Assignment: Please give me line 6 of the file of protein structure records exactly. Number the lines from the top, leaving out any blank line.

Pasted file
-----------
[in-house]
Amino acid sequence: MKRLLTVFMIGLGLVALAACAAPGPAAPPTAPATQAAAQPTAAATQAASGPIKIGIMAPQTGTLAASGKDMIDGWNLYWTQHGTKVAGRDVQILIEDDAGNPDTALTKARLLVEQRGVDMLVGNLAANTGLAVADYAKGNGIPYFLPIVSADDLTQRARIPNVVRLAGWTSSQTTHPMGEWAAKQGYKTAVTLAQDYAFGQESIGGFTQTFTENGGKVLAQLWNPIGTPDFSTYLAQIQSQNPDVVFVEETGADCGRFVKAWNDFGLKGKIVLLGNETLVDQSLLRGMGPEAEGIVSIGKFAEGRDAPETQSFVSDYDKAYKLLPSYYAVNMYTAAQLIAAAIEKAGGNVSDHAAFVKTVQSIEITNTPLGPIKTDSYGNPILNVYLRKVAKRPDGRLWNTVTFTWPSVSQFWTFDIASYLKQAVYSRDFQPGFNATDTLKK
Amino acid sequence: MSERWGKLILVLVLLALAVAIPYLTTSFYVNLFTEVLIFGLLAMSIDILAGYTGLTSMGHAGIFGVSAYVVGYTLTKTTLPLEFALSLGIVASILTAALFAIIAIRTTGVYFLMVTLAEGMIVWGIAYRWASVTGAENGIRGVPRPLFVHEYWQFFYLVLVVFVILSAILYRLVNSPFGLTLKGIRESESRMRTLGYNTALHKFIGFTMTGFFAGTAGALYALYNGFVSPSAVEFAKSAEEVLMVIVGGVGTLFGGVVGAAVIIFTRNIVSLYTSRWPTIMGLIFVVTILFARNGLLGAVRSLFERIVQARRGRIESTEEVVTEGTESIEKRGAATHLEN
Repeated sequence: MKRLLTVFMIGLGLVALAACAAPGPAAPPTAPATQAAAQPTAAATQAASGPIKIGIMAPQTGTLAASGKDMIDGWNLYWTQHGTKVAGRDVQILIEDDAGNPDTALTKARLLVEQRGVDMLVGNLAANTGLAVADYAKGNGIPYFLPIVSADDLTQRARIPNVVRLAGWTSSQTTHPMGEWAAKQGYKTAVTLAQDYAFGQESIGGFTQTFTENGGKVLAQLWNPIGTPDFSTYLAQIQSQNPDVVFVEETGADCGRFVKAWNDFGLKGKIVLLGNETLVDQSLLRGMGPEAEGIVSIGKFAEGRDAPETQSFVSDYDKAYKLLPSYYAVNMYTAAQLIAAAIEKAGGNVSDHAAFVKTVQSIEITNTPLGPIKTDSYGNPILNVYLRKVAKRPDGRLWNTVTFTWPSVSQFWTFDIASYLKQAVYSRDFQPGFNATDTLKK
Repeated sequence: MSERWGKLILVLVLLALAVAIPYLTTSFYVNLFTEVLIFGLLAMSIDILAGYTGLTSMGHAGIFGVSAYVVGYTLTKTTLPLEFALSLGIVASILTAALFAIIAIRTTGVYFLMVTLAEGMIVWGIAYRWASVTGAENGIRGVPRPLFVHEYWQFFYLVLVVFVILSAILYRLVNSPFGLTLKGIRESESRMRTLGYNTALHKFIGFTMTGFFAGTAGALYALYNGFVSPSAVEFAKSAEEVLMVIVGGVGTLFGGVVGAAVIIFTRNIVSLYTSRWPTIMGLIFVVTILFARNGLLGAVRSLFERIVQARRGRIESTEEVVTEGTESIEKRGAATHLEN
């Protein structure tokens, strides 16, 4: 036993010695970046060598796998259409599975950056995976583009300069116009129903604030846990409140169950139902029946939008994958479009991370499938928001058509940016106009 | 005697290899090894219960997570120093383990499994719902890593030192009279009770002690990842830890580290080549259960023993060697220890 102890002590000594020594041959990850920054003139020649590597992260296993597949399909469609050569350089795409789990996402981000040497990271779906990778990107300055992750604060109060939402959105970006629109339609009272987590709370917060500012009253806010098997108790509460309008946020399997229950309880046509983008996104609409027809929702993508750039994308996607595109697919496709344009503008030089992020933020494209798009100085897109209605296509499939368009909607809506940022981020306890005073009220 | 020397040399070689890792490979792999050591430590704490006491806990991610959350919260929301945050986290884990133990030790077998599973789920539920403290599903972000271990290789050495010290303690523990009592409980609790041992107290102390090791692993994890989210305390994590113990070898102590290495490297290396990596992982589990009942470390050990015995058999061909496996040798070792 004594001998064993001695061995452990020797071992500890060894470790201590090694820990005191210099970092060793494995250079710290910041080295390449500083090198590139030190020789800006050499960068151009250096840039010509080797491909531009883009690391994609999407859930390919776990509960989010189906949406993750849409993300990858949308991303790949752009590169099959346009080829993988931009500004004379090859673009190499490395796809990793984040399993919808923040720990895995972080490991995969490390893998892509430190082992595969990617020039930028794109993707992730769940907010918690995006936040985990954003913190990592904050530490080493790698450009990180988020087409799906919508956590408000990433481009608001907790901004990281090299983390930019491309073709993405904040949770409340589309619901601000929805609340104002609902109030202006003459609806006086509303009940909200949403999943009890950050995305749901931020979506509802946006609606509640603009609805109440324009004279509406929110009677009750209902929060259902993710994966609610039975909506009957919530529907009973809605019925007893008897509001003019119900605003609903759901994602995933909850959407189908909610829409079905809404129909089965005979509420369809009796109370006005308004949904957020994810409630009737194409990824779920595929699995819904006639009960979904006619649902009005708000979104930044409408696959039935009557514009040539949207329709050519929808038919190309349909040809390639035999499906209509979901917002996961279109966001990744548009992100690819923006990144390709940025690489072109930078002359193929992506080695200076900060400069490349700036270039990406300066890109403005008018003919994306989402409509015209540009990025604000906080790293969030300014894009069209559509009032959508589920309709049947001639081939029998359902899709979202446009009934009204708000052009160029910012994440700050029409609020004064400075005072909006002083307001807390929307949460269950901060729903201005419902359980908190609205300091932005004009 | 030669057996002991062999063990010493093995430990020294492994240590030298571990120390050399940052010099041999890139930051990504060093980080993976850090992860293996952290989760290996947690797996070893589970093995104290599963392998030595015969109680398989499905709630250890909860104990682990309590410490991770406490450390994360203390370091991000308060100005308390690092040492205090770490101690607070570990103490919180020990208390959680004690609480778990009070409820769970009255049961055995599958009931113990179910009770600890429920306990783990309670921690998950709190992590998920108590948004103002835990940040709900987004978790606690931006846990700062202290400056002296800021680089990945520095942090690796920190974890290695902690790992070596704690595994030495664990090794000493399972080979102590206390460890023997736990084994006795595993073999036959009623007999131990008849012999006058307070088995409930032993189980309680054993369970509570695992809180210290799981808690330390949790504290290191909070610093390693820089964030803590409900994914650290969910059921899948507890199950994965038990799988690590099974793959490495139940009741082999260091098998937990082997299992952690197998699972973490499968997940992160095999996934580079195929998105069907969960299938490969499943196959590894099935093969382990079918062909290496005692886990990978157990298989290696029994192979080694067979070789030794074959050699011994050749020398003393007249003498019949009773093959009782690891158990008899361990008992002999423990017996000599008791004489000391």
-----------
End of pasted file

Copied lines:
């Protein structure tokens, strides 16, 4: 036993010695970046060598796998259409599975950056995976583009300069116009129903604030846990409140169950139902029946939008994958479009991370499938928001058509940016106009 | 005697290899090894219960997570120093383990499994719902890593030192009279009770002690990842830890580290080549259960023993060697220890 102890002590000594020594041959990850920054003139020649590597992260296993597949399909469609050569350089795409789990996402981000040497990271779906990778990107300055992750604060109060939402959105970006629109339609009272987590709370917060500012009253806010098997108790509460309008946020399997229950309880046509983008996104609409027809929702993508750039994308996607595109697919496709344009503008030089992020933020494209798009100085897109209605296509499939368009909607809506940022981020306890005073009220 | 020397040399070689890792490979792999050591430590704490006491806990991610959350919260929301945050986290884990133990030790077998599973789920539920403290599903972000271990290789050495010290303690523990009592409980609790041992107290102390090791692993994890989210305390994590113990070898102590290495490297290396990596992982589990009942470390050990015995058999061909496996040798070792 004594001998064993001695061995452990020797071992500890060894470790201590090694820990005191210099970092060793494995250079710290910041080295390449500083090198590139030190020789800006050499960068151009250096840039010509080797491909531009883009690391994609999407859930390919776990509960989010189906949406993750849409993300990858949308991303790949752009590169099959346009080829993988931009500004004379090859673009190499490395796809990793984040399993919808923040720990895995972080490991995969490390893998892509430190082992595969990617020039930028794109993707992730769940907010918690995006936040985990954003913190990592904050530490080493790698450009990180988020087409799906919508956590408000990433481009608001907790901004990281090299983390930019491309073709993405904040949770409340589309619901601000929805609340104002609902109030202006003459609806006086509303009940909200949403999943009890950050995305749901931020979506509802946006609606509640603009609805109440324009004279509406929110009677009750209902929060259902993710994966609610039975909506009957919530529907009973809605019925007893008897509001003019119900605003609903759901994602995933909850959407189908909610829409079905809404129909089965005979509420369809009796109370006005308004949904957020994810409630009737194409990824779920595929699995819904006639009960979904006619649902009005708000979104930044409408696959039935009557514009040539949207329709050519929808038919190309349909040809390639035999499906209509979901917002996961279109966001990744548009992100690819923006990144390709940025690489072109930078002359193929992506080695200076900060400069490349700036270039990406300066890109403005008018003919994306989402409509015209540009990025604000906080790293969030300014894009069209559509009032959508589920309709049947001639081939029998359902899709979202446009009934009204708000052009160029910012994440700050029409609020004064400075005072909006002083307001807390929307949460269950901060729903201005419902359980908190609205300091932005004009 | 030669057996002991062999063990010493093995430990020294492994240590030298571990120390050399940052010099041999890139930051990504060093980080993976850090992860293996952290989760290996947690797996070893589970093995104290599963392998030595015969109680398989499905709630250890909860104990682990309590410490991770406490450390994360203390370091991000308060100005308390690092040492205090770490101690607070570990103490919180020990208390959680004690609480778990009070409820769970009255049961055995599958009931113990179910009770600890429920306990783990309670921690998950709190992590998920108590948004103002835990940040709900987004978790606690931006846990700062202290400056002296800021680089990945520095942090690796920190974890290695902690790992070596704690595994030495664990090794000493399972080979102590206390460890023997736990084994006795595993073999036959009623007999131990008849012999006058307070088995409930032993189980309680054993369970509570695992809180210290799981808690330390949790504290290191909070610093390693820089964030803590409900994914650290969910059921899948507890199950994965038990799988690590099974793959490495139940009741082999260091098998937990082997299992952690197998699972973490499968997940992160095999996934580079195929998105069907969960299938490969499943196959590894099935093969382990079918062909290496005692886990990978157990298989290696029994192979080694067979070789030794074959050699011994050749020398003393007249003498019949009773093959009782690891158990008899361990008992002999423990017996000599008791004489000391």